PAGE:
As Portuguese take to the streets today in the fourth general strike in Portugal with multiparty support, the increasingly powerful retiree population will be on the front lines.
Seniors, who make up about a third of Portugal's population, have been specially targeted by relentless public cuts. They have not only seen their pensions reduced, but are suffering from severe increases in the cost of living from tax hikes and a shrinking welfare state. Combined, these developments have eroded their purchasing power and forced hundreds of thousands below the poverty line.
While they cannot be the most active in street protests, an area where the younger populations understandably dominate, they could certainly determine Portugal's future.
They will be a key voting bloc in the next general election in 2015 (if protests and upheaval like today's strike don't force a new vote before then). They have a history of being a combative political force and are showing early signs of renewed empowerment and mobilization, which some experts say could be a game changer in this crisis.
Retirees feel a sense a betrayal from a democracy they built and defended that is now turning against them, not only when they were meant to enjoy what they’ve worked and paid for, but when they are least able to fight back.
"This is social terrorism," says 64-year-old Maria do Rosario Gama, leader of a nascent yet rapidly growing national association of retirees based in Coimbra called APRe!, an acronym which also translates as "No more!" Their slogan is "We are not disposable."
"We've been fighting all our lives and now, because we are old and they think we can't defend ourselves, they are targeting us. It's just cut after cut after cut," says Mrs. Gama, a former school director.
“Workers’ struggle is our struggle,” APRe! said this week in a statement supporting today’s strike.
Back to the front
Gama has been on the front lines her entire life, like many of her generation who lived through decades of dictatorship that ended in 1974, followed by violent turmoil and saber-rattling and a grueling road to consolidate democracy.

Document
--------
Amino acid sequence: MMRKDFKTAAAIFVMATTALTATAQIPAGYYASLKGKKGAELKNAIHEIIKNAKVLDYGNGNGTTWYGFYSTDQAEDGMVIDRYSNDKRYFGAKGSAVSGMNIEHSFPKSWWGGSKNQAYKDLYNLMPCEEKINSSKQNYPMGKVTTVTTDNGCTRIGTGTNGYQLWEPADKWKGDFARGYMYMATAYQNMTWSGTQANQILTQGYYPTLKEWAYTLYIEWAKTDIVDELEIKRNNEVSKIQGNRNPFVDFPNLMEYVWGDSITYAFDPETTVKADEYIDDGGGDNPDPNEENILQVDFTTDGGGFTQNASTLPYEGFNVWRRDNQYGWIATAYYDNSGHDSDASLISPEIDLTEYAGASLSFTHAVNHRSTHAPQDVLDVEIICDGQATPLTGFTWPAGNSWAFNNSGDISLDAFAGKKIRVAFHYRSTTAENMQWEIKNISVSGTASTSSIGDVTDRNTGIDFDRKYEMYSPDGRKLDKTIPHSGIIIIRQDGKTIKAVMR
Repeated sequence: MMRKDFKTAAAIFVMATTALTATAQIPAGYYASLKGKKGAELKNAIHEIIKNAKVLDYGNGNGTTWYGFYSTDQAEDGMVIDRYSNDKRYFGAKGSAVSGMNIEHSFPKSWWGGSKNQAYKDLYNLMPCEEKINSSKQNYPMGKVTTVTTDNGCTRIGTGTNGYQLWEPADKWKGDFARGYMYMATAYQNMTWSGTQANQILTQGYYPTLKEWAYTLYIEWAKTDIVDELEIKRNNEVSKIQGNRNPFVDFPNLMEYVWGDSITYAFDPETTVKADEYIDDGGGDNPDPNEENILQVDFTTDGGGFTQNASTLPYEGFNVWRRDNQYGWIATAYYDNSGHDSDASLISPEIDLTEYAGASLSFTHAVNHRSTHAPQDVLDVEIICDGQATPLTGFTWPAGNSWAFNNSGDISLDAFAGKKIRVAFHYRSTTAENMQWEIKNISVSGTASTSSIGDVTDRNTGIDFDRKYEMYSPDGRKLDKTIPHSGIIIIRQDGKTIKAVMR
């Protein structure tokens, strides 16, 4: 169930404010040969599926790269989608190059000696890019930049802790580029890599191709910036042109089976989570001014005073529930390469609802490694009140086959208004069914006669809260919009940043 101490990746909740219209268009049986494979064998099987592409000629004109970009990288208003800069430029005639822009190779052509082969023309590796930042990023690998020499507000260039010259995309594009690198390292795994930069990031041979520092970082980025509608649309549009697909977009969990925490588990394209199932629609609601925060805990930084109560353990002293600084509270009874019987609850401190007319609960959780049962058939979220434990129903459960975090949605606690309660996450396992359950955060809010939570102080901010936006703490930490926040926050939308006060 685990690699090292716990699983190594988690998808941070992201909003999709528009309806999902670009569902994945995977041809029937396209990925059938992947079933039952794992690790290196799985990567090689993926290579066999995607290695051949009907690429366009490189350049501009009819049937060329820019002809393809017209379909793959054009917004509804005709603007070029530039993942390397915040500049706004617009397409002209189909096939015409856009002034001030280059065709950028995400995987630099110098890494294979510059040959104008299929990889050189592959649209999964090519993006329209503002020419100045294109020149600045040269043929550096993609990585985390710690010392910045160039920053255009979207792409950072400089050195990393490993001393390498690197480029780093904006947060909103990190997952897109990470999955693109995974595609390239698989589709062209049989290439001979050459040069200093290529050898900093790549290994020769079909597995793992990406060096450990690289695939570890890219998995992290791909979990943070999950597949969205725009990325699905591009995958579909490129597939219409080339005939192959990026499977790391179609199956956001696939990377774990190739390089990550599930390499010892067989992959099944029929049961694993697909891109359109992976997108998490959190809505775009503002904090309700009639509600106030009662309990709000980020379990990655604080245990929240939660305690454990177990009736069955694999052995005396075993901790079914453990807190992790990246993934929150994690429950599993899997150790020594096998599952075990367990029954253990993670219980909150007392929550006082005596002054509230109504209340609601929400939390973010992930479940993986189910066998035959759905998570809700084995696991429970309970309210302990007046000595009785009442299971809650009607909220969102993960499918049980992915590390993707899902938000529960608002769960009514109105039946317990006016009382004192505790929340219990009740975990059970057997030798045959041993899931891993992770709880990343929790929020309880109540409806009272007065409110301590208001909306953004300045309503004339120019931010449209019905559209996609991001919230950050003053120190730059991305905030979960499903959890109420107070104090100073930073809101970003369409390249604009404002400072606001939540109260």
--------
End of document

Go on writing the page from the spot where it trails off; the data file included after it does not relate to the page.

In the past she led protests against economic and political stagnation aided by an infamous political class too divided between the right, the socialists, and the communists to be effective. Now, just when she thought she could relax and enjoy her life with her children, grandchildren, and husband, she's back in the street, this time leading a battle against the relentless spending cuts of the conservative government of Prime Minister Pedro Passos Coelho.
"This a tremendous injustice that the government is doing. It's barbaric," says Luís Valente de Oliveira, a 76-year-old former government minister and veteran Portuguese politician who now presides over the Oporto city council.
"But retirees will defend themselves, you can be sure, even if they can't do much to change their situation. It's a very incorrect policy implemented by very insensitive people and just a great disappointment vis-à-vis politics and democracy."
Seniors make up more than a third of the voting population and here, like in other countries, tend to vote more than younger cohorts. With the Portuguese population aging, their power will only grow for years to come – giving them the potential for influence in Portugal akin to that the AARP senior lobby holds in the US.
But so far they have had no need to act as a voting bloc. Even if they did, their options are limited because so many of the cuts have been imposed by the European Union, especially Germany, which has significant economic interests here. Although the decision on how to distribute the cuts is up to the government, the amount that needs to be cut is not negotiable.
"I don't know if we are going to win, but we are going to fight," says Gama, visibly indignant. They've knocked on all powerful doors, "but the political parties aren't listening to us."
For now, they are concentrating on organizing the huge and long-disfranchised population and on defending their rights in courts, challenging the constitutionality of austerity policies. APRe! is an apolitical organization, and they know their voting power won't necessarily force any government to backtrack.